Key words Tumor antigens
T cell responses
Springer Online Journal Archives 1860-2000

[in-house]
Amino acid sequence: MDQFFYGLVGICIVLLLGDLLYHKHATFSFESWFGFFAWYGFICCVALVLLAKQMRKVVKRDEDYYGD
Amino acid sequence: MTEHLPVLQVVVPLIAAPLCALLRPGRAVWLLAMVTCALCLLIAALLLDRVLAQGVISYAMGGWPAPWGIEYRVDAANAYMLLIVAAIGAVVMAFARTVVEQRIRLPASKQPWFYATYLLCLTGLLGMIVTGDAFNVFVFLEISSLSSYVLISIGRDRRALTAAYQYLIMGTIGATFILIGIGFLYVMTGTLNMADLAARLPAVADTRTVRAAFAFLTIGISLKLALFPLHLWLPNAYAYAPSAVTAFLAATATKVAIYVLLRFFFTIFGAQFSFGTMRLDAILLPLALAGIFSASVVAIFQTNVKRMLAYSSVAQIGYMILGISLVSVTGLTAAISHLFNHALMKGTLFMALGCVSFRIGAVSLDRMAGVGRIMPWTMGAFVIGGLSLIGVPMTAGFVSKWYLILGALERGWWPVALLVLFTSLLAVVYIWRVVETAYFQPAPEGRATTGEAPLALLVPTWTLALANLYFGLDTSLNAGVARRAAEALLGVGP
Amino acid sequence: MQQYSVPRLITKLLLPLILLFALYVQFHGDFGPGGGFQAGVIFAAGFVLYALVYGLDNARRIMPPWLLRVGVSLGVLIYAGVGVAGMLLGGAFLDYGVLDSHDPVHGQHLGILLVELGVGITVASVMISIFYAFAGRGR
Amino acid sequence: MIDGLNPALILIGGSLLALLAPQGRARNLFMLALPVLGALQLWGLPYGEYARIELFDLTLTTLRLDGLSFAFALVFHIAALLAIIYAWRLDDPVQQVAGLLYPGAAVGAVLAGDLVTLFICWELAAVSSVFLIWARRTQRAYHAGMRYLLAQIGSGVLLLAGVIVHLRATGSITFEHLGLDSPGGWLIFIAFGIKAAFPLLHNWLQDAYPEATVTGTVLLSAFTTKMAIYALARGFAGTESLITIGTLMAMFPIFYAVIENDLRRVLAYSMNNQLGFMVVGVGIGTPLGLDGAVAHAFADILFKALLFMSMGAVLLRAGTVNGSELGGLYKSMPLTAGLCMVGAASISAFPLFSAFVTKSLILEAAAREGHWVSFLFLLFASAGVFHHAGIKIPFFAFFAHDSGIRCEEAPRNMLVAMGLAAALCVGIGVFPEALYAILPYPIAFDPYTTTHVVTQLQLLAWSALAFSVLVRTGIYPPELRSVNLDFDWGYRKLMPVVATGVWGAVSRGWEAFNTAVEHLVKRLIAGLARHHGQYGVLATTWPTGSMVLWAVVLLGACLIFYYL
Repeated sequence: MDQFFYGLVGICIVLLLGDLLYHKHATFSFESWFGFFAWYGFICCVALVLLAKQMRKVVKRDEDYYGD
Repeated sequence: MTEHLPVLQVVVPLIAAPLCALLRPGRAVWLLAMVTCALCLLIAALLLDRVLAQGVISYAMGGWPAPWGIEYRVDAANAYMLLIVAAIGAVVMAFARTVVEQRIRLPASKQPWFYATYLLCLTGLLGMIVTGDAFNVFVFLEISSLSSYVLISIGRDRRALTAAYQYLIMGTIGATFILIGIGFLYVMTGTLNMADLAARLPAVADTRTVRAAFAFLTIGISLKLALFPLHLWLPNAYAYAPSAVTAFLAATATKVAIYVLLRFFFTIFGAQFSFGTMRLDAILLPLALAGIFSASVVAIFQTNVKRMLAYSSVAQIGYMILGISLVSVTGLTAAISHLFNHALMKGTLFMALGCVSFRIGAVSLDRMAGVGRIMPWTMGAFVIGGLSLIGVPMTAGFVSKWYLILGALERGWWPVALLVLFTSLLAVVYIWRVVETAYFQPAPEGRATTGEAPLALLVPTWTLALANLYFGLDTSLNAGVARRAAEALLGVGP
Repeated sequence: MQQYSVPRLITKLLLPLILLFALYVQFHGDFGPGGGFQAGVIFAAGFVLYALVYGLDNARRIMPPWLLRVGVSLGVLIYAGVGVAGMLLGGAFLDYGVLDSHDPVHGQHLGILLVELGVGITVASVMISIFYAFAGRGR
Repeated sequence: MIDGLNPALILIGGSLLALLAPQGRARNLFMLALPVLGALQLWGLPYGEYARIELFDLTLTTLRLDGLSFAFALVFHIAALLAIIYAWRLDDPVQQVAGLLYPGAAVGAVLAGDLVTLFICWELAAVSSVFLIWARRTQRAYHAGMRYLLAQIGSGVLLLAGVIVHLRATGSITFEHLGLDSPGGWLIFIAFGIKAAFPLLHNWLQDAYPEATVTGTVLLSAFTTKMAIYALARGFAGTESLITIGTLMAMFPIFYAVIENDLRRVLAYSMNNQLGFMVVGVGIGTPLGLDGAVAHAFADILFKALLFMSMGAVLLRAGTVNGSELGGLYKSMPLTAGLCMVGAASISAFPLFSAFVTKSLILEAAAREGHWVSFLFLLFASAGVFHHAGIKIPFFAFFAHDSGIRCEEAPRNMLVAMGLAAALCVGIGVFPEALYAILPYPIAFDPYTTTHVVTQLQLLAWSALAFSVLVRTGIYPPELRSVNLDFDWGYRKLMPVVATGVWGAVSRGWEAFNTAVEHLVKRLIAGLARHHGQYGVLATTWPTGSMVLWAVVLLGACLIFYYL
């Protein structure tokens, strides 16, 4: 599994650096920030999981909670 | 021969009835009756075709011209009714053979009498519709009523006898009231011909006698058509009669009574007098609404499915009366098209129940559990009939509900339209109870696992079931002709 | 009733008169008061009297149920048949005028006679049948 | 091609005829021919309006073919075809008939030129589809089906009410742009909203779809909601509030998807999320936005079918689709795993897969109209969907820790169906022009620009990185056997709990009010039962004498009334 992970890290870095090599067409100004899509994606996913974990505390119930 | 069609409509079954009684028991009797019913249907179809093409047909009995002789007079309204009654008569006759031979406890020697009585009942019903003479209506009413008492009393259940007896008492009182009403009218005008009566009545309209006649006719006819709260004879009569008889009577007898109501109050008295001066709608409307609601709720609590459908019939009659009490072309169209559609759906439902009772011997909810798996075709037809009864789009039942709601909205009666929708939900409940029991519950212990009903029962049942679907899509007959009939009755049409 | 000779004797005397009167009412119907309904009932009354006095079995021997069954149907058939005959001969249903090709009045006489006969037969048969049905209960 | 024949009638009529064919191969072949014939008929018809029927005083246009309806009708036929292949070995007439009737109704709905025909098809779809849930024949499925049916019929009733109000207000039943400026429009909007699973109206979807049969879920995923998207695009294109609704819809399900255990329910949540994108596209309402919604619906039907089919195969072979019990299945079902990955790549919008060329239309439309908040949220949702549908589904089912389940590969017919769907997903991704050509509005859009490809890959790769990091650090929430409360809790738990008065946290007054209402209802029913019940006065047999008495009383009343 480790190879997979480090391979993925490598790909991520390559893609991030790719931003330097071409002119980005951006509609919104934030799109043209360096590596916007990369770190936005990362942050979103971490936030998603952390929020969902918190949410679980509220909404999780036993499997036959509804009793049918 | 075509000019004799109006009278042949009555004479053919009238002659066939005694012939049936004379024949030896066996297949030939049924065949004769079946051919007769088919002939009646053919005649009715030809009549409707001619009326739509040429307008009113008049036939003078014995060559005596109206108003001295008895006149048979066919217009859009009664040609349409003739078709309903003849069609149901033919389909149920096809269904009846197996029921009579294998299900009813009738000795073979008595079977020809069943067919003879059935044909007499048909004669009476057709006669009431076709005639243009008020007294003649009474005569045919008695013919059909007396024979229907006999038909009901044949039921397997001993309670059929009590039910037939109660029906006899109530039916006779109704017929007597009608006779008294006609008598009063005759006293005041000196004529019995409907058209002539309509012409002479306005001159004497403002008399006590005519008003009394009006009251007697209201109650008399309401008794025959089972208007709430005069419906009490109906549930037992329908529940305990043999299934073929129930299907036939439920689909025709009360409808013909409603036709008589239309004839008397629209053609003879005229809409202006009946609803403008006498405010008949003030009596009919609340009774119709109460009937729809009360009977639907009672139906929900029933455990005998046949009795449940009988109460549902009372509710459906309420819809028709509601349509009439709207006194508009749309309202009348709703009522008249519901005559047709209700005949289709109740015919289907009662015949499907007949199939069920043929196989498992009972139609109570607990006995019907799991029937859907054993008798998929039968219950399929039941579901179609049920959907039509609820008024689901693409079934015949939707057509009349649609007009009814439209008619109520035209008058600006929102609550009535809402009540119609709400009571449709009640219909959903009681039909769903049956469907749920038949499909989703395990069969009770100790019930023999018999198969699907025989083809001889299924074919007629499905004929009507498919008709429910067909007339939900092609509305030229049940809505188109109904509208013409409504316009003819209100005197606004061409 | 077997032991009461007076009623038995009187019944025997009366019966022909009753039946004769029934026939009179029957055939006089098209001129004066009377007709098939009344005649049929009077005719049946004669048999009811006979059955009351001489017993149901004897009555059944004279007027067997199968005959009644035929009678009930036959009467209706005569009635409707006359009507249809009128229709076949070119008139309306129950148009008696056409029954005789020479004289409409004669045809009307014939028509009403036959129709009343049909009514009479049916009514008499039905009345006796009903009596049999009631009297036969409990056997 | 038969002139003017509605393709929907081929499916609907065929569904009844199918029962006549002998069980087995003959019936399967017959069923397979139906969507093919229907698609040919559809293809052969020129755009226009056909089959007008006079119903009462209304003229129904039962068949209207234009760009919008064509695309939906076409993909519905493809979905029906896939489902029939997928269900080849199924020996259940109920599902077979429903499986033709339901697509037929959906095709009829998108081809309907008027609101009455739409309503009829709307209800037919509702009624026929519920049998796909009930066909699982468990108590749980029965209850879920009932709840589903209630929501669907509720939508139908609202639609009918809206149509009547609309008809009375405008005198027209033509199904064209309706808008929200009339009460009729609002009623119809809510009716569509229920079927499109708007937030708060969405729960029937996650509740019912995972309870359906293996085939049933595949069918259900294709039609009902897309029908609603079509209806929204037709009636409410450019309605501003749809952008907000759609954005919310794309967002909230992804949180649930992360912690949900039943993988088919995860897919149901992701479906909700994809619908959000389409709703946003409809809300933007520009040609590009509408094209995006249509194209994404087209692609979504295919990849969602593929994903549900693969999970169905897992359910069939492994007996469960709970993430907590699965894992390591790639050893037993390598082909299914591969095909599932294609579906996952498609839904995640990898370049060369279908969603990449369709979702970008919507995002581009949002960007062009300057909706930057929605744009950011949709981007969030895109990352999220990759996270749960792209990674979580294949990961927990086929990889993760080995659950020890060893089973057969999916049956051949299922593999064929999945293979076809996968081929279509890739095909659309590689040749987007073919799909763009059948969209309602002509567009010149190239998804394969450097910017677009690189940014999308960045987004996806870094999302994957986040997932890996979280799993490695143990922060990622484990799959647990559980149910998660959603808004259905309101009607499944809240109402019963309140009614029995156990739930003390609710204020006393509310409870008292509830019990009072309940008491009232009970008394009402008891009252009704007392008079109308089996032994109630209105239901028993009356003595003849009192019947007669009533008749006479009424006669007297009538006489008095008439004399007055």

Abstract The identification of tumor-associated antigens recognized by cellular or humoral effectors of the immune system has opened new perspectives for cancer therapy. Different groups of cancer-associated antigens have been described as targets for cytotoxic T lymphocytes (CTLs) in vitro and in vivo: 1) cancer-testis (CT) antigens, which are expressed in different tumors and normal testis; 2) melanocyte differentiation antigens; 3) point mutations of normal genes; 4) antigens that are overexpressed in malignant tissues; and 5) viral antigens. Clinical studies with peptides derived from these antigens have been initiated to induce specific CTL responses in vivo. Immunological and clinical parameters for the assessment of peptide-specific reactions have been defined, i.e., delayed-type hypersensitivity (DTH), CTL, autoimmmune, and tumor regression responses. Preliminary results demonstrate that tumor-associated peptides alone elicit specific DTH and CTL responses leading to tumor regression after intradermal injection. Granulocyte-macrophage colony-stimulating factor (GM-CSF) was proven effective in enhancing peptide-specific immune reactions by amplification of dermal peptide-presenting dendritic cells. Long-lasting complete tumor regressions have been observed after induction of peptide-specific CTLs. However, in single cases with disease progression after an initial tumor response, either a loss of the respective tumor antigen targeted by CTLs or of the presenting major histocompatibility complex (MHC) class I allele was detected as a mechanism of immune escape under immunization. Based on these observations, cytokines to enhance antigen and MHC class I expression in vivo are being evaluated to prevent immunoselection. Recently, a strategy utilizing spontaneous antibody responses to tumor-associated antigens (SEREX) has led to the identification of a new CT antigen, NY-ESO-1, which is regarded as one of the most immunogenic antigens known today inducing spontaneous immune responses in 50% of patients with NY-ESO-1-expressing cancers. Clinical studies involving antigenic constructs that induce both antibody and CTL responses will show whether these are more effective for immunotherapy of cancer.
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